A high-stakes game; China, democracy and the climate.


Much has been written lately about the emerging battle between China and the United States in the race to a low-carbon future. While the US clearly has considerable advantage with its history of success in innovation and technology, its lack of responsiveness, to date, is seeing the advantage steadily move to China.

There is great irony in this. For decades, many western companies have argued against stronger environmental policies on the grounds of loss of competitiveness to China and the developing world – so-called carbon leakage. The argument has been that if western countries made their companies behave more cleanly, Chinese companies would be able to out-compete them because they could pollute freely and therefore have lower costs.

What’s been happening while the west has been delaying action, partly in response to this argument, is that China has caught up and is now seriously pursuing a low-carbon economy. Do they want to save the world? No, they want to own it. As The New York Times‘ Thomas Friedman has argued:

“Yes, China’s leaders have decided to go green — out of necessity because too many of their people can’t breathe, can’t swim, can’t fish, can’t farm and can’t drink thanks to pollution from its coal- and oil-based manufacturing growth engine. And, therefore, unless China powers its development with cleaner energy systems, and more knowledge-intensive businesses without smokestacks, China will die of its own development.”

So China has become an example of what I call The Great Disruption. It is being forced to act, with rapidly increasing intensity, because it is hitting the physical limits of its economic growth model.

Whatever the motivation, China has the potential to dominate the technologies of the future with the advantages of both scale and the capacity for rapid change. It’s looking increasingly likely China will put a price on carbon pollution before the US or Australia can get it through their respective political processes.

China already boasts the world’s richest solar entrepreneur, Dr Zhengrong Shi, and a world-scale electric car and battery company, BYD, that has already boosted Warren Buffett’s wealth by $US1 billion. Indeed in, lists of the top 10 companies in various new energy technologies compiled by investment bank Lazard, the US lags behind Japan, Europe and China, an uncomfortable place for a country that has prided itself on technology and entrepreneurial leadership.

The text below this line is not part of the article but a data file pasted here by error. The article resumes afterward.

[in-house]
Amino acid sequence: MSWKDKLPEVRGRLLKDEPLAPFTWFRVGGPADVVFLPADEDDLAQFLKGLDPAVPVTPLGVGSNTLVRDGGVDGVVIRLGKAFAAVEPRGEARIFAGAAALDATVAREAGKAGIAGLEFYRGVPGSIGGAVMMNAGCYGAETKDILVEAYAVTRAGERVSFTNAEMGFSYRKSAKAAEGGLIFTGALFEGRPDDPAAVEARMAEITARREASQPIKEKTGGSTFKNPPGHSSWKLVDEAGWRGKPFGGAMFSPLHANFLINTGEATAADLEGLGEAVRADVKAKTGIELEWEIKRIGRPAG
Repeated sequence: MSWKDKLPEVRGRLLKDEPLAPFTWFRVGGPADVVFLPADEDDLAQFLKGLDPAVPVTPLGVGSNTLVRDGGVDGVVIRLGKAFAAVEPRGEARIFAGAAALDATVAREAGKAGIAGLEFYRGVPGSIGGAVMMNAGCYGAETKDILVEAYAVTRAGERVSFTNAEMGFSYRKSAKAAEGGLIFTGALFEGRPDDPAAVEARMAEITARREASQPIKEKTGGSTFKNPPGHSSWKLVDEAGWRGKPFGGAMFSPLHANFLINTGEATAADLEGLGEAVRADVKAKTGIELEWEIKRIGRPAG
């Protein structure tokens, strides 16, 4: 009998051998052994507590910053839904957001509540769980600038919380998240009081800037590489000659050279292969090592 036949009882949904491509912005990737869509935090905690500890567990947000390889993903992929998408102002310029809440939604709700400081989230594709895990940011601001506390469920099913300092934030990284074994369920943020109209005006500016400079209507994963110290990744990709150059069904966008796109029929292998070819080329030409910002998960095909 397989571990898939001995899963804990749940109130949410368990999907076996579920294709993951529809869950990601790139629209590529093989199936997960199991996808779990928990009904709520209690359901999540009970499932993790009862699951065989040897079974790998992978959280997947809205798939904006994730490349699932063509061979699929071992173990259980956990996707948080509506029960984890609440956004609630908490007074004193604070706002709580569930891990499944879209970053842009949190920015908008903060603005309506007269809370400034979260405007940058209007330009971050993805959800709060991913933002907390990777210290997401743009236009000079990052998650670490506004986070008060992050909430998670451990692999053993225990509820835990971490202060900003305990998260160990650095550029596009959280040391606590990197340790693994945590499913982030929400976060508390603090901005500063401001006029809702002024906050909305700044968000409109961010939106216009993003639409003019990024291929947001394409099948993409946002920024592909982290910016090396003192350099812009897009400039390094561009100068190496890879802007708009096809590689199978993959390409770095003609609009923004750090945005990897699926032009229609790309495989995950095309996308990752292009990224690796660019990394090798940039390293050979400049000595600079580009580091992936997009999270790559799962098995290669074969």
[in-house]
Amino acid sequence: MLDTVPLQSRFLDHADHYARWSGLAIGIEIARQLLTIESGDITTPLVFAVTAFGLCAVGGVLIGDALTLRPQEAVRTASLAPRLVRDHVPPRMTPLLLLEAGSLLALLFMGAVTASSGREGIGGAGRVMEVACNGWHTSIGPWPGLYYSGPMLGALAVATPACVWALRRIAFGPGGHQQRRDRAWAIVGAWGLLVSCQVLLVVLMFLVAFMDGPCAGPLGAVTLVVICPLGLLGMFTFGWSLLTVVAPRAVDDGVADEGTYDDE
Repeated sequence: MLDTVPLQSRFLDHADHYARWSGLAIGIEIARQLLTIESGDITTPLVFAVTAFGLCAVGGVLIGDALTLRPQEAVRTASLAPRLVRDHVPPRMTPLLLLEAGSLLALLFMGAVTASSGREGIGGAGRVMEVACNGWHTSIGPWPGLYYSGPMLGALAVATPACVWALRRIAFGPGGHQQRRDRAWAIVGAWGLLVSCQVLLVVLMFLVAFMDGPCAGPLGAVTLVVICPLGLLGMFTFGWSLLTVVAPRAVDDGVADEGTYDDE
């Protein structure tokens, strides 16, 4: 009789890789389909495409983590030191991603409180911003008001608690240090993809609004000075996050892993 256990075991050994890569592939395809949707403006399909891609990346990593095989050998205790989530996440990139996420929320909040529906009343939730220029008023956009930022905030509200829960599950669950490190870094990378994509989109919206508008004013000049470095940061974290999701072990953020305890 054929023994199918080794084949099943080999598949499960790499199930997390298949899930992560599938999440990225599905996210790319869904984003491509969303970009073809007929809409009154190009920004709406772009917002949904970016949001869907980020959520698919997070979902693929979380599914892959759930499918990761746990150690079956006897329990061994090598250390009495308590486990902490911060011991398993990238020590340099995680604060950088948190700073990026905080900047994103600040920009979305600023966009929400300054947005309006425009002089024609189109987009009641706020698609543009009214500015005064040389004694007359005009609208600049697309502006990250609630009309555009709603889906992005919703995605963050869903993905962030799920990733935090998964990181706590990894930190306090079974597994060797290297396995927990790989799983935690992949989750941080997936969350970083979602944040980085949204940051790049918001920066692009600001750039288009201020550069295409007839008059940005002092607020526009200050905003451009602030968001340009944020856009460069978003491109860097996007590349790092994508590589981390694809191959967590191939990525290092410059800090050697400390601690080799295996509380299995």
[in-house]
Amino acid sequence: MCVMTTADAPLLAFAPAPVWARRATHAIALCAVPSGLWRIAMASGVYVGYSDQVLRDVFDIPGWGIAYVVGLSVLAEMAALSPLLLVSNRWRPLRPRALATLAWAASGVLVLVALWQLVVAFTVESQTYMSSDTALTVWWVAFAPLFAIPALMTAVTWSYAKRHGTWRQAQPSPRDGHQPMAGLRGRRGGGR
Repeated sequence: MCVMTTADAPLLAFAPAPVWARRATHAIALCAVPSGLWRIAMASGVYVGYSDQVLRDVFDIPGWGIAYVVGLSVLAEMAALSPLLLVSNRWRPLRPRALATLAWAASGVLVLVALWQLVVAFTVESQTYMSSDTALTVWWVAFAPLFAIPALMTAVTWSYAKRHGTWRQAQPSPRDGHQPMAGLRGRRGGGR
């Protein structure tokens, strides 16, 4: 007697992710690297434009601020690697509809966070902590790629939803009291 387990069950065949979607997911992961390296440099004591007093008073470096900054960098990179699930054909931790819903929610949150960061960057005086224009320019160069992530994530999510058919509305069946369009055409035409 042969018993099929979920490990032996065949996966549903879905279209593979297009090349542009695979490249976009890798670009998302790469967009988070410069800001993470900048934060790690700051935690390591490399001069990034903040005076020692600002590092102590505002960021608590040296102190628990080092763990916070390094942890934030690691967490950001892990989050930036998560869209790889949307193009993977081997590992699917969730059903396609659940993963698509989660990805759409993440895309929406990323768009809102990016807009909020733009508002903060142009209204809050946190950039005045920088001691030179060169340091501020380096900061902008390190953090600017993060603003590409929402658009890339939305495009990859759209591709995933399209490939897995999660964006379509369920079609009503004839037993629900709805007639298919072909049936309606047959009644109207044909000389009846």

Longer term, there are some deeper issues that will emerge as we see who succeeds in adapting to the emerging world. The western model of market-based democracy clearly dominated the 20th century. Indeed, without China’s success late in the century, it would have been indisputable. While people express various levels of discomfort with the political, social and cultural approach of the US, the world’s people have largely tried to emulate much of what the country represents. Reinforcing this has been the dominance of US power in most areas of competition and conflict, whether it was WWII, the Cold War, the technology revolution, music and film, or overall wealth creation – the US represents the success many aspire to.

As the 21st century gathers momentum however, it is not at all clear the US will be able to maintain its dominance and, critically, whether it will still represent the most effective political and economic model that others will want to follow. China, in recent years, has been making increasingly dramatic decisions to force environmentally-driven change in its economy, while market-based democracies have floundered.

While some are sceptical of China’s capacity to carry through, there is plenty of evidence to suggest their market is already accelerating ahead of the US, being the world’s largest solar PV manufacturer, currently, and the largest market for wind power.

What if the US, saddled by debt and military costs and well behind in the race to new energy technologies, continues to drift while China races ahead? What if China can maintain stability and lead the way forward on the environmental and technology transformation now underway? Will China’s very different approach to decision-making, democratic freedoms and open society be a hindrance as many commentators argue? Or will it be an advantage, enabling them to leapfrog in technology and drive change without the pesky limitations of western democracies’ corporate lobbying and populist politics slowing down change.

If China succeeds and the US fails, the implications could go well beyond the shift in economic competitiveness and wealth. It could undermine the moral authority of democracy and lead to a shift in global geopolitics back towards autocratic regimes. The worse the crisis of The Great Disruption becomes, the greater the risk this will occur. What’s at risk here is certainly more than economic success.